Zinc Sulfate in the Treatment of Rosacea: A Randomized, Controlled Trial
Rosacea is a common chronic dermatological condition, characterized by recurrent or persistent redness, permanent dilation of small blood vessel causing small red lesions, and papules/pustules. The signs of rosacea are usually confined to the face, but may appear on the neck, scalp or trunk. Opthalmologic findings are also common. Rosacea is usually described as being most common in fair skinned women over 40. The purpose of the study is to determine whether oral Zinc Sulfate treatment is an effective treatment for facial rosacea.
|Study Design:||Allocation: Randomized
Endpoint Classification: Efficacy Study
Intervention Model: Parallel Assignment
Masking: Double Blind (Subject, Investigator, Outcomes Assessor)
Primary Purpose: Treatment
|Official Title:||"Zinc Sulfate in the Treatment of Rosacea: A Randomized, Controlled Trial." Prospective, Double Blind, Randomized, Controlled Trial Comparing the Effects of Supplemental Zinc Sulfate and Placebo on the Severity of Rosacea.|
- Severity of Facial Rosacea After 90 Days of Treatment [ Time Frame: 90 days ] [ Designated as safety issue: No ]Modified Rosacea Severity Scoring System evaluating four signs of rosacea, flushing (transient erythema or redness), erythema (redness), papules and pustules and telangiectasia (spider-veins) ranges from 0 (best, absent) to 12 (worst, severe on all items)
|Study Start Date:||July 2006|
|Study Completion Date:||July 2008|
|Primary Completion Date:||July 2008 (Final data collection date for primary outcome measure)|
Experimental: Zinc sulfate
220 mg of zinc sulfate
Drug: zinc sulfate
zinc sulfate 220 mg bis for 90 days
Placebo Comparator: Lactose
270 mg lactose
placebo bid for 90 days
Rosacea is a common chronic dermatological condition. The epidemiology of rosacea has not been determined extensively, due to part in problems with case definition. Rosacea is usually described as being most common in fair skinned women over the age of 40. However it occurs in most adult populations, including both men and women of all ages, and in people of many complexion types, including African Americans and Asians.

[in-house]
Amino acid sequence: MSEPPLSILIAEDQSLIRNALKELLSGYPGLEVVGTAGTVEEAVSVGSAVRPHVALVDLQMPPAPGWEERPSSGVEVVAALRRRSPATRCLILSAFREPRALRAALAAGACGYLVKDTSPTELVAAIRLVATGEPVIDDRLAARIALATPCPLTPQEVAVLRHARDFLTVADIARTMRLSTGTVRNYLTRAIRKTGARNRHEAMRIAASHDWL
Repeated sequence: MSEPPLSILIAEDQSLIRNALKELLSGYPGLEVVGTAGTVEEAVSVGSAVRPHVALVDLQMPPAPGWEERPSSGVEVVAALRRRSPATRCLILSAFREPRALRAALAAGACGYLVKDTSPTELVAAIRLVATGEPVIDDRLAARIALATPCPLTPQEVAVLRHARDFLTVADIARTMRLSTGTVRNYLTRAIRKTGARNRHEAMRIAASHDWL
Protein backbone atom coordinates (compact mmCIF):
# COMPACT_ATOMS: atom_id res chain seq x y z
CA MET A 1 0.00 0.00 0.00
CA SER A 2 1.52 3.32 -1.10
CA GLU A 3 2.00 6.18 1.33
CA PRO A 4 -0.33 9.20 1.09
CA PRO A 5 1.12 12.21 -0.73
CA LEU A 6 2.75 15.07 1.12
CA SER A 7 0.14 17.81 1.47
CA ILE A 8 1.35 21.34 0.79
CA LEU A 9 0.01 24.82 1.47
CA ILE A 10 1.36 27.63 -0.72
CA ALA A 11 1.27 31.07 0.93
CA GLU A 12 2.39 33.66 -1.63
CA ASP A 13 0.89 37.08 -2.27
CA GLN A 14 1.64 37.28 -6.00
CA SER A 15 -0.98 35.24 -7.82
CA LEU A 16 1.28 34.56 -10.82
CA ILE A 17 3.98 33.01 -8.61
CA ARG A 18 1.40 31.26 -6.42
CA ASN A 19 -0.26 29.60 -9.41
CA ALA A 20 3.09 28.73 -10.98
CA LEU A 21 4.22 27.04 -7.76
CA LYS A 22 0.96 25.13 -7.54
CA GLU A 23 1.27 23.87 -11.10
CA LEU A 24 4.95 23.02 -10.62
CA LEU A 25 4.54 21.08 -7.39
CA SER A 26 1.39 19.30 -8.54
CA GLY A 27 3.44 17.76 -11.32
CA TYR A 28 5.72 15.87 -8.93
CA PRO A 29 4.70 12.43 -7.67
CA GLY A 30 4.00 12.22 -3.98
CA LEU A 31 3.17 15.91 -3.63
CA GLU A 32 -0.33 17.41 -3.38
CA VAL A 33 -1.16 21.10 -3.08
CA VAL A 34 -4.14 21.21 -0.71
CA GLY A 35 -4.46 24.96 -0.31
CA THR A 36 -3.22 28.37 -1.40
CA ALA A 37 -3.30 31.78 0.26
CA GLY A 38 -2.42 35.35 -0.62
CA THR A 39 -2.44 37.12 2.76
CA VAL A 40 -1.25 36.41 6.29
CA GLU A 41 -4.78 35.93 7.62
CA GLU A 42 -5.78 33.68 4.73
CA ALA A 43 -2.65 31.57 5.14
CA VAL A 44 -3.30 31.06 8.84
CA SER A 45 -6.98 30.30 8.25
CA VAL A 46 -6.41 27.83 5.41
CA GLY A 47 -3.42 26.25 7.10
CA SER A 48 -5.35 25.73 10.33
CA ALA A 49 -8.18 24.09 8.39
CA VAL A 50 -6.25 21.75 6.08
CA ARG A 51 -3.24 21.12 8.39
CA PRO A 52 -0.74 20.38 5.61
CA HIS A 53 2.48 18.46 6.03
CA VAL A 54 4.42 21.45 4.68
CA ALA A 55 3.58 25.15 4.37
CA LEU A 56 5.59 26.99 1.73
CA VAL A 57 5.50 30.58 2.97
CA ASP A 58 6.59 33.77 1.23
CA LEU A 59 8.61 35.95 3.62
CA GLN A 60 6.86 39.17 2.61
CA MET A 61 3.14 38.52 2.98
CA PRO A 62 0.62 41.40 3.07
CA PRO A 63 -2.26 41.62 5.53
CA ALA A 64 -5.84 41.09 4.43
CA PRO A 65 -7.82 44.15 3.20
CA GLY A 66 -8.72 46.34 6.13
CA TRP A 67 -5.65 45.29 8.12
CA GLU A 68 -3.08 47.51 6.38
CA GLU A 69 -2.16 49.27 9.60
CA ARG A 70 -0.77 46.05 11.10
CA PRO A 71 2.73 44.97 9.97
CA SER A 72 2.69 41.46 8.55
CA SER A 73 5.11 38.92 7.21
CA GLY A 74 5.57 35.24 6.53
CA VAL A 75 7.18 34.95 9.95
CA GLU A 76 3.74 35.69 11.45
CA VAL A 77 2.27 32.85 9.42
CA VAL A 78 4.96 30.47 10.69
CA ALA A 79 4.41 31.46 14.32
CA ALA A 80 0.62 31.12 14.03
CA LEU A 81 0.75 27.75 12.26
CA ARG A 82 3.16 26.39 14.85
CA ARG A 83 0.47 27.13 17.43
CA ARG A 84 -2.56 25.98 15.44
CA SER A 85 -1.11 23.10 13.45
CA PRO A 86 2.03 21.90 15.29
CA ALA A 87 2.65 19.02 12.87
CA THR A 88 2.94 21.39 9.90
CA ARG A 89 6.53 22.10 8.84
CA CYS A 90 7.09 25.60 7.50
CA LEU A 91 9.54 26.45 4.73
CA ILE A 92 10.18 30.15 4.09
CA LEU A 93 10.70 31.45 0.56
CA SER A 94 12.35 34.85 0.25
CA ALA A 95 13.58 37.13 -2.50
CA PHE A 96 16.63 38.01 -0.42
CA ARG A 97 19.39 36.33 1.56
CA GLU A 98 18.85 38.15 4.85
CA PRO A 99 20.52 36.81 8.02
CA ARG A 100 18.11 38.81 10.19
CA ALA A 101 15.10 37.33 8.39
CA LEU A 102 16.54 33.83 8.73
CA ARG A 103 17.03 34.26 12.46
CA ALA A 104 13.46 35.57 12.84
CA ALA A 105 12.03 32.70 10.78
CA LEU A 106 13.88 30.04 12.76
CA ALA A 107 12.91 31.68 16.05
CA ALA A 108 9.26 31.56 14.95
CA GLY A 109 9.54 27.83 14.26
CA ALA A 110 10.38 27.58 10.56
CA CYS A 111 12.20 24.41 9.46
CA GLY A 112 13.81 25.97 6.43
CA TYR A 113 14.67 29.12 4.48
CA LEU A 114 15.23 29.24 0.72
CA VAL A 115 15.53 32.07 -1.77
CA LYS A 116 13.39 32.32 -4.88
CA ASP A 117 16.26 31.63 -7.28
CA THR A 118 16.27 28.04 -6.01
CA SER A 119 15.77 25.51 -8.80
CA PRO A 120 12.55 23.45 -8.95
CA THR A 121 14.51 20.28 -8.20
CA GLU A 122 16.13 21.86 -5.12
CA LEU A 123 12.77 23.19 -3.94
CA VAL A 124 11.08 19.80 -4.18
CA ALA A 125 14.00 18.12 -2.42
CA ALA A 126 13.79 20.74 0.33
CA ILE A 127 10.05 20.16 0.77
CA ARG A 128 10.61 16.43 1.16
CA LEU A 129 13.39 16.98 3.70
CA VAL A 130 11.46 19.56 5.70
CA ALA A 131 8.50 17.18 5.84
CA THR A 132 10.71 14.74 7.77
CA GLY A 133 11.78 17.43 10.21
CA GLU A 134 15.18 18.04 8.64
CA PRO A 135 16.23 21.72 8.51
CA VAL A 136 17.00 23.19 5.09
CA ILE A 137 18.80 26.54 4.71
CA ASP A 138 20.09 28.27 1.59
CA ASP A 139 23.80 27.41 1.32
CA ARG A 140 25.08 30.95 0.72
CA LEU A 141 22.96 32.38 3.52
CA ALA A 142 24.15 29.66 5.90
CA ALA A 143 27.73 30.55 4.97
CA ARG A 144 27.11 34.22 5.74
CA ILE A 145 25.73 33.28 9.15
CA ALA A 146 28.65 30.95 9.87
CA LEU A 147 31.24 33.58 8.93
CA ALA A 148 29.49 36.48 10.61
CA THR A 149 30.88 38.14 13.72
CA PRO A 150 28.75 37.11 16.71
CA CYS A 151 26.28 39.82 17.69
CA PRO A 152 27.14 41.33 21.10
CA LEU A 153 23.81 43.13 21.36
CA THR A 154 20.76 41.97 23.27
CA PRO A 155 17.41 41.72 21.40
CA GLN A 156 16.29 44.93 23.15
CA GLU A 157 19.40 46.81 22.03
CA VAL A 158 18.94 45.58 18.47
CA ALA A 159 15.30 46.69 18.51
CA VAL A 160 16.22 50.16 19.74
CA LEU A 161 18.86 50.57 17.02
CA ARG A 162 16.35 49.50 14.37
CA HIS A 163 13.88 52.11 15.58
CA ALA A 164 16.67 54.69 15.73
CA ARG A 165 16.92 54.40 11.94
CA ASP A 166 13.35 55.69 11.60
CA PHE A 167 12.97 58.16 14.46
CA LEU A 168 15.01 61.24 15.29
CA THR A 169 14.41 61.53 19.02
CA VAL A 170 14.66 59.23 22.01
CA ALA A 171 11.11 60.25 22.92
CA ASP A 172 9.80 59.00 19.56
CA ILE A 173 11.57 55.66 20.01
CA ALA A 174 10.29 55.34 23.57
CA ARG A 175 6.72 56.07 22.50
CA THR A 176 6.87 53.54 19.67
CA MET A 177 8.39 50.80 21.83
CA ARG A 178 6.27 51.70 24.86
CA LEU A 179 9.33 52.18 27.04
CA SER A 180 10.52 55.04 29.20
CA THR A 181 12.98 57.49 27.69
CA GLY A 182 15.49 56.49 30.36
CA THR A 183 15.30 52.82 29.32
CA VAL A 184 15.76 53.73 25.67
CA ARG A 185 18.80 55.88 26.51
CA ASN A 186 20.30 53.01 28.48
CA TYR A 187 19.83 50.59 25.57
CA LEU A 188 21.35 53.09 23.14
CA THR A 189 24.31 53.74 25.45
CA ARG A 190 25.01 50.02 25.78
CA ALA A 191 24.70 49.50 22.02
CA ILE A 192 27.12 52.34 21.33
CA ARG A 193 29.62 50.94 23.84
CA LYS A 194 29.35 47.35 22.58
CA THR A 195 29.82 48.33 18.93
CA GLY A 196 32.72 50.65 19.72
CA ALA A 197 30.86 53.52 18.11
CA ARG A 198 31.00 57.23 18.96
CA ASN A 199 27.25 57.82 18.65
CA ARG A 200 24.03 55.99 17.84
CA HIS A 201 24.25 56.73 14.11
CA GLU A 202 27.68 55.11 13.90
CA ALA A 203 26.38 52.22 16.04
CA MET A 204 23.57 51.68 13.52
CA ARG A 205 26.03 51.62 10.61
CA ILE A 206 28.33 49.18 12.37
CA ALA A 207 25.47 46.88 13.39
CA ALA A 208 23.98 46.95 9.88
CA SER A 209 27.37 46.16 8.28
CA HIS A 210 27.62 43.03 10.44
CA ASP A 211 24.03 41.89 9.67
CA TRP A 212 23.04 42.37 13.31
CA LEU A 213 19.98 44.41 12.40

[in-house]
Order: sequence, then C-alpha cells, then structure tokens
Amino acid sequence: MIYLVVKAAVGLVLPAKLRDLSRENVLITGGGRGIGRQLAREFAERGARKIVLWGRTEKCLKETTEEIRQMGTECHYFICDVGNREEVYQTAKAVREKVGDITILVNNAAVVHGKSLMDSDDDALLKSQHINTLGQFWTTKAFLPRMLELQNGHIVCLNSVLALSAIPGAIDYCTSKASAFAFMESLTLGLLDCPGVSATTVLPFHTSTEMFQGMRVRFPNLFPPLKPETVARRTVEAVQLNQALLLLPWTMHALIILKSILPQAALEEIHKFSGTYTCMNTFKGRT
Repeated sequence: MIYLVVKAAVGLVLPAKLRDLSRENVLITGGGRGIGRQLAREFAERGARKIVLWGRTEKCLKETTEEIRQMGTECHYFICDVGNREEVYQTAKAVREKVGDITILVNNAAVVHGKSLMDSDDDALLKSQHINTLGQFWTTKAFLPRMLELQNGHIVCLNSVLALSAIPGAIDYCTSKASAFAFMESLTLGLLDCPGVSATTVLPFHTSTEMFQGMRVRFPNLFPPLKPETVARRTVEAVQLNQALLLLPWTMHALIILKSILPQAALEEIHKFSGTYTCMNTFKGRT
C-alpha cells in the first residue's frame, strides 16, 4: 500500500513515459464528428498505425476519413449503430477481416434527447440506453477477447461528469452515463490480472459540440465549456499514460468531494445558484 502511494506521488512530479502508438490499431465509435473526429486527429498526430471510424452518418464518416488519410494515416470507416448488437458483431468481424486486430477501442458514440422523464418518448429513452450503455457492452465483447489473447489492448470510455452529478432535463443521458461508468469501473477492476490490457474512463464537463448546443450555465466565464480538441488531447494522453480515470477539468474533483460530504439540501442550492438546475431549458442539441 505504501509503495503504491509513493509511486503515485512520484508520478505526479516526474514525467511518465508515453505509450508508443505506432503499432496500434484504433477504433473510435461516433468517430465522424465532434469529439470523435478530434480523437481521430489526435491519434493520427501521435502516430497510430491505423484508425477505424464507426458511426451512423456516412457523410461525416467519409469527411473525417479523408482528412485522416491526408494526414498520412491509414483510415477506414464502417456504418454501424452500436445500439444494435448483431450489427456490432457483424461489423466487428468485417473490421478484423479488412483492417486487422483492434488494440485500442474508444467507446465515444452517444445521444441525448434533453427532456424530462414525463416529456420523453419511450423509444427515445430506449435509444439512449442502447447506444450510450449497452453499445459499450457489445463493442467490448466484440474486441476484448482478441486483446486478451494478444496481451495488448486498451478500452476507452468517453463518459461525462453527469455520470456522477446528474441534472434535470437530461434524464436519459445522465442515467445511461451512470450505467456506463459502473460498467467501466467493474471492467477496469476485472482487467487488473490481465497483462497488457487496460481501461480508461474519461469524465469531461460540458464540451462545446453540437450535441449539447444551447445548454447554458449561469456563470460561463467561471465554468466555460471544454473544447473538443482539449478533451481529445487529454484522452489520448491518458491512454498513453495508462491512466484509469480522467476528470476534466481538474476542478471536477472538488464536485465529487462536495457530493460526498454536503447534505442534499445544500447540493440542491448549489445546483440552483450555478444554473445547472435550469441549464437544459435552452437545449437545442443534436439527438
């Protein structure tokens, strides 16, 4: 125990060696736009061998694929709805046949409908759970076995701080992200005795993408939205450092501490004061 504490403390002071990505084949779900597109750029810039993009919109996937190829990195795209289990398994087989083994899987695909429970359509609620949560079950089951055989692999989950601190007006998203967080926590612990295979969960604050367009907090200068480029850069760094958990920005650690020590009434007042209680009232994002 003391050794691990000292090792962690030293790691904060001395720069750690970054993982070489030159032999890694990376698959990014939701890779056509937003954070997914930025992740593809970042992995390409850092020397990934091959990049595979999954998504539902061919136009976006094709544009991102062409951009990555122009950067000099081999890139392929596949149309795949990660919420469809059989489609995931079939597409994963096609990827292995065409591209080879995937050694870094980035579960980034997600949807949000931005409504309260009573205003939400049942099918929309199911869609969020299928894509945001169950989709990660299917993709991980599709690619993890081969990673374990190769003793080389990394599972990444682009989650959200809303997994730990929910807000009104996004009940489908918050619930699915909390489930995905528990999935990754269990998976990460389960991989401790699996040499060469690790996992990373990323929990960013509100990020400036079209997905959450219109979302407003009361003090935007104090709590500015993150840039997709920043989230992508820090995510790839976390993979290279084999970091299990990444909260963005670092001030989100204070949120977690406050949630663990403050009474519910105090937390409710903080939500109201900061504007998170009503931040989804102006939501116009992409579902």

Although rosacea is encountered frequently in primary care and dermatology practices, its precise incidence and prevalence are not known. The etiology and pathogenesis of rosacea are unknown. Both genetic and environmental factors are thought to be important. A wide range of medical and surgical interventions have been used in the management of rosacea, including dietary management, topical and systemic antibiotics, azelaic acid, low dose isotretinoin, and laser treatments for telangiectasia and rhinophyma. No single regimen has been found to be entirely satisfactory.
Zinc has been found to be effective in managing several dermatological conditions, especially acne. It has also been found to be of benefit in dermatological conditions such as viral warts and cutaneous leishmaniasis.
No studies have been published on the use of Zinc in the treatment of rosacea. This will be a prospective, double blind, randomized, controlled trial, comparing the effects of supplemental and placebo on the severity of rosacea. Enrolled subjects will be assigned to one of two study arms.
Subjects and investigators will be blinded regarding treatment. After evaluation, meeting the study criteria,obtaining informed consent, and initiating study related procedures, the subject will take oral study drug or placebo, bid, for 90 days.
Subjects are followed via phone call at one week and 6 weeks after enrollment into the study. At the conclusion of the 90 day study, subjects will be re-examined.
The primary endpoint of this study will be the severity of rosacea at the end of the 90 day intervention period.
The efficacy of Zinc vs. placebo will be assessed by a comparison of the change in the severity of rosacea.
Please refer to this study by its ClinicalTrials.gov identifier: NCT00395226
|United States, Minnesota|
|St. Mary's Duluth Clinic Health System|
|Duluth, Minnesota, United States, 55805|
|Principal Investigator:||Joel Bamford, MD||Essentia Health|